Soba are Japanese thin buckwheat noodles.
At their most basic and most traditional, soba noodles are made of buckwheat flour and water, then rolled out shaped into thin noodles. The buckwheat gives the noodles a brown color, firm chewy texture, and nutty flavor. Because buckwheat contains no gluten, the noodles are relatively fragile and can clump together during the boiling process. For elasticity and ease of handling, some varieties of soba contain a percentage of wheat flour, but this reduces their characteristic buckwheat flavor and color.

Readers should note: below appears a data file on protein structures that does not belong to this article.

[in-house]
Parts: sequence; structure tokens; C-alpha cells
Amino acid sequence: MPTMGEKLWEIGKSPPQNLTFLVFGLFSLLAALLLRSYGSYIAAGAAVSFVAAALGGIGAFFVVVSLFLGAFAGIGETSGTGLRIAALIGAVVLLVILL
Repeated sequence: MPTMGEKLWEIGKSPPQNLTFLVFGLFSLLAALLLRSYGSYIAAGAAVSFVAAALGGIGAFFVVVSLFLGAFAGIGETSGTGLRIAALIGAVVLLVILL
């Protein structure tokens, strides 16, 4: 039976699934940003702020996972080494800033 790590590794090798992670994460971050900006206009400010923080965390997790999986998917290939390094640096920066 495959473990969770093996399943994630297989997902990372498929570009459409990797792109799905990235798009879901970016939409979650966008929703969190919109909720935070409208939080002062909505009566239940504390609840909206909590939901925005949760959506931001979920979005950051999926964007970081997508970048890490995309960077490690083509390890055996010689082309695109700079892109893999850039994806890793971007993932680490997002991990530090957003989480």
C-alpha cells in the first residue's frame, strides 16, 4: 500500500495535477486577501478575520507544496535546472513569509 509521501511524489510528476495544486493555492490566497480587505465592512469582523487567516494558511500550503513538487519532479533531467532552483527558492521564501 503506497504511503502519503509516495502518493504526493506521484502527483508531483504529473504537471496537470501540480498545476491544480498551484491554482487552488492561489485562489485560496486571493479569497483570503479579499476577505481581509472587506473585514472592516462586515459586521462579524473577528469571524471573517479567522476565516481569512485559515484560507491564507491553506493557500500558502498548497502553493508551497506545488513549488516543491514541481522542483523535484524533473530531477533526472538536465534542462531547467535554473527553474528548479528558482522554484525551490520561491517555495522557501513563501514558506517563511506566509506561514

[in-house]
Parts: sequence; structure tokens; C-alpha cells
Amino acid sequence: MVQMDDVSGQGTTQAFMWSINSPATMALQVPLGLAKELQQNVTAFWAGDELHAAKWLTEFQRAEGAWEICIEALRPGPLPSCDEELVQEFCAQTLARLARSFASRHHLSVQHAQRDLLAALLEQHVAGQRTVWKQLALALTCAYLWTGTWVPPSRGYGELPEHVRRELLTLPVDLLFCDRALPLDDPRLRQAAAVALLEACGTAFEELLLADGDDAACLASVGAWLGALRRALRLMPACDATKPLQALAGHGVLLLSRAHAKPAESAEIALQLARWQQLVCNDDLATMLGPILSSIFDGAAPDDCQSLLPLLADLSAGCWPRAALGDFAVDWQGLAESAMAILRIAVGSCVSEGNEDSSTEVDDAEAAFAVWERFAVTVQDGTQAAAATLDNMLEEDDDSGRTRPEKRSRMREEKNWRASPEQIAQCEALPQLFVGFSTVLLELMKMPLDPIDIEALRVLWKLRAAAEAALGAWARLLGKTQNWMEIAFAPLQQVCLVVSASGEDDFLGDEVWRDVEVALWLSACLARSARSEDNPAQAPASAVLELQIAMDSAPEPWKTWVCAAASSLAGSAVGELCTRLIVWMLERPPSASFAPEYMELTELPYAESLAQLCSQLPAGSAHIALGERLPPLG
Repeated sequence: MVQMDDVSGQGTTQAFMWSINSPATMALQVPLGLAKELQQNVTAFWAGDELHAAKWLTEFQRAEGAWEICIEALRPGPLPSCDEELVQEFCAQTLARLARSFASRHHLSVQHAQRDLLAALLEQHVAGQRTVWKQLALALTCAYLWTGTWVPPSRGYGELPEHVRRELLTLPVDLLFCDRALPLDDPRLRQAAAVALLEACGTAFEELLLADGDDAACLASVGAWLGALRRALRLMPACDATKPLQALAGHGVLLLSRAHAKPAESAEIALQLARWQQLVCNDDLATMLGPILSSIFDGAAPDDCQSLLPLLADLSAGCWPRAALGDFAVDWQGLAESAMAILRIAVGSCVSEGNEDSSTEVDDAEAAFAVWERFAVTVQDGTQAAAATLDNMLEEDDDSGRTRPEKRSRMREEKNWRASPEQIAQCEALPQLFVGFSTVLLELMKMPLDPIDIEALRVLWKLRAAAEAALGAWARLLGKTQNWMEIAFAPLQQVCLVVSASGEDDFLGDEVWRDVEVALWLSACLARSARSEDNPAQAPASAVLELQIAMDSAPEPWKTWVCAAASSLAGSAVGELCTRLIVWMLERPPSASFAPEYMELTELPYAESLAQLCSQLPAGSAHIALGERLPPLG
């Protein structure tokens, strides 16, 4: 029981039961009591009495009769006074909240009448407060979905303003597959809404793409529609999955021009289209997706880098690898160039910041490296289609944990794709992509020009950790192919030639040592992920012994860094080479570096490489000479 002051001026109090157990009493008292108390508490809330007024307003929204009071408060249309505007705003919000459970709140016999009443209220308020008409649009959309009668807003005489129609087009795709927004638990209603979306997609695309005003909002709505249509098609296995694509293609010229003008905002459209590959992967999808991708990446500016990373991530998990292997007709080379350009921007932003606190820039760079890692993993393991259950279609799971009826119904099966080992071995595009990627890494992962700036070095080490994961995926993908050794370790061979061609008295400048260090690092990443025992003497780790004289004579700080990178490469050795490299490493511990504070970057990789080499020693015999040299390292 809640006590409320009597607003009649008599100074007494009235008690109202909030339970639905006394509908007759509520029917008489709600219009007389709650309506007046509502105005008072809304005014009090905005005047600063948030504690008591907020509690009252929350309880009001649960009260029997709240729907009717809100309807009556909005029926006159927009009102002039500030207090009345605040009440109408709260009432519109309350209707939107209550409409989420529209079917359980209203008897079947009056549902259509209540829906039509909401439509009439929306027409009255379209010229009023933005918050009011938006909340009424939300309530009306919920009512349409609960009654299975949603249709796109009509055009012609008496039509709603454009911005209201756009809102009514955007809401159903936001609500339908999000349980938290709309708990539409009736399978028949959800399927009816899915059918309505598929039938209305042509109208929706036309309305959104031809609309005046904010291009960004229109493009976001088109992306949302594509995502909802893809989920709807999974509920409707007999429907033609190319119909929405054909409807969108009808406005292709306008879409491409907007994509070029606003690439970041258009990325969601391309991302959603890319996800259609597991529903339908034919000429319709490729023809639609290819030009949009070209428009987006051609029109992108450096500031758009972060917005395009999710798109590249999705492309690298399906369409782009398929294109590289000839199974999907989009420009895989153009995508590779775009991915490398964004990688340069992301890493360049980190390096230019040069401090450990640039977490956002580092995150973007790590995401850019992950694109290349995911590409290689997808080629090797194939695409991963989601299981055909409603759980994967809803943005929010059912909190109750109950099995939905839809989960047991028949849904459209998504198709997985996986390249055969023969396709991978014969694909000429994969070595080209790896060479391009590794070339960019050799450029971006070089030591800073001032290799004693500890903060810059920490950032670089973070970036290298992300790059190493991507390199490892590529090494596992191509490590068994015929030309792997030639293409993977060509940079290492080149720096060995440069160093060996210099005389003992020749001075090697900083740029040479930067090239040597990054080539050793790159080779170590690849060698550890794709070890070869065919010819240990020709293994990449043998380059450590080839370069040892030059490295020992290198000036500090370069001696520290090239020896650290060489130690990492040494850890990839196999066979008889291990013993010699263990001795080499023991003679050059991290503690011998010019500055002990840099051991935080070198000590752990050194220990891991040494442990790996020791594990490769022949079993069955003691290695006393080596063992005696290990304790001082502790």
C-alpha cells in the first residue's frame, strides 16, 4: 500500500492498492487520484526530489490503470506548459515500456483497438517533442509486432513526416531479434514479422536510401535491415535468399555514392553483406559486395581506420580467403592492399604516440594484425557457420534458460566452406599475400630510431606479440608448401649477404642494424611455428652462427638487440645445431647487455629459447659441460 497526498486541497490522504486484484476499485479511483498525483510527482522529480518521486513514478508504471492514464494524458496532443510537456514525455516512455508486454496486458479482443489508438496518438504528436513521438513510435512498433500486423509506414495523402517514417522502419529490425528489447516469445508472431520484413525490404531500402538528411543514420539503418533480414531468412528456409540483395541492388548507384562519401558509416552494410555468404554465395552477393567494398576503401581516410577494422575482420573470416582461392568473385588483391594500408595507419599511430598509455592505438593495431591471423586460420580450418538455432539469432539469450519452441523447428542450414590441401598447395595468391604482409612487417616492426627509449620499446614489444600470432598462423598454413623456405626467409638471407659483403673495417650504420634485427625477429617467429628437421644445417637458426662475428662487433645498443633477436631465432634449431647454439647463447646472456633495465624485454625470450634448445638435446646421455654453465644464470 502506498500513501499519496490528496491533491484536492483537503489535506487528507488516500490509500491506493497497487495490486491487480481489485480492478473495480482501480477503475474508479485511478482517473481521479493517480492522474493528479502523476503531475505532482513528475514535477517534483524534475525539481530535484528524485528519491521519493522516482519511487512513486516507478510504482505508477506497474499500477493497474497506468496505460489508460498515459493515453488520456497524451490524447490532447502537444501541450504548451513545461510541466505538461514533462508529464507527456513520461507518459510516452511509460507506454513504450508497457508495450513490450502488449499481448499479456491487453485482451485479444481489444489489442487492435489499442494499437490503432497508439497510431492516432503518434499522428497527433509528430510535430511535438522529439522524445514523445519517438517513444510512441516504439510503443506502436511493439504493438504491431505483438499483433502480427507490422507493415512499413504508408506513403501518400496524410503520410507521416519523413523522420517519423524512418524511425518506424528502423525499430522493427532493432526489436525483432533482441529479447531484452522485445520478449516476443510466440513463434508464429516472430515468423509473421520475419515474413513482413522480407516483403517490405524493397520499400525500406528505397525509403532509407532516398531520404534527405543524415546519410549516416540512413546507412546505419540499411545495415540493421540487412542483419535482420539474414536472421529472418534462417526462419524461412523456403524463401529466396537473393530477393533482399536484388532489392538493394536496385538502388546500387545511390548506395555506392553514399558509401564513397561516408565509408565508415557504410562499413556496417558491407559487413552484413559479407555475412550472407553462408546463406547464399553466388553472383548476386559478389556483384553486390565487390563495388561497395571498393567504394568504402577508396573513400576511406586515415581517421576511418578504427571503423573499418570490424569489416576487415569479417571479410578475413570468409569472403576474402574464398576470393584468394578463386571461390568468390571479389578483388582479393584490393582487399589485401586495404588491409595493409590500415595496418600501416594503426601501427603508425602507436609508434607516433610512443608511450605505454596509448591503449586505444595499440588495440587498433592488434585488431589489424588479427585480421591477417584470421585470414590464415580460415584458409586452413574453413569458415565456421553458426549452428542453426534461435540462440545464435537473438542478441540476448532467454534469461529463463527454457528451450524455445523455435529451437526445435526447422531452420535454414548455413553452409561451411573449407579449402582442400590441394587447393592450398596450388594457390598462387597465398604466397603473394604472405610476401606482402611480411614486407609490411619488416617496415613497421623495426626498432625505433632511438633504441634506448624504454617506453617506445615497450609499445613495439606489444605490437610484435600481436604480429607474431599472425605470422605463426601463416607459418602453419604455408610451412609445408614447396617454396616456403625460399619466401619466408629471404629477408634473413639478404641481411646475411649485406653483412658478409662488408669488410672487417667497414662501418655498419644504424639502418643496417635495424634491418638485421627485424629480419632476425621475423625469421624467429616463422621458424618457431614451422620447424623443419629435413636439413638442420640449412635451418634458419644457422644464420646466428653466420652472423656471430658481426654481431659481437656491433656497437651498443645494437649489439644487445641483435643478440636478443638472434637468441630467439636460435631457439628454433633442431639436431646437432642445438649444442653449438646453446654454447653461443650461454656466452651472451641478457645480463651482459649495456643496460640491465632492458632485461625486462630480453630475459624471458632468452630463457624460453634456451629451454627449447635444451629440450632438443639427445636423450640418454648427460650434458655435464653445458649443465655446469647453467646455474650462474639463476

Soba noodles are typically pre-cooked by a brief boiling before being added to the final dish. They can be served hot, as a soup (kake-soba), or cold, with a dipping sauce (zaru-soba) or chilled broth. The noodles can also be stir-fried with meat and vegetables to make yakisoba. It's important to avoid overcooking soba, as they will become over-soft and mushy.
In Japan, soba noodles may be traditionally eaten when celebrating the New Year.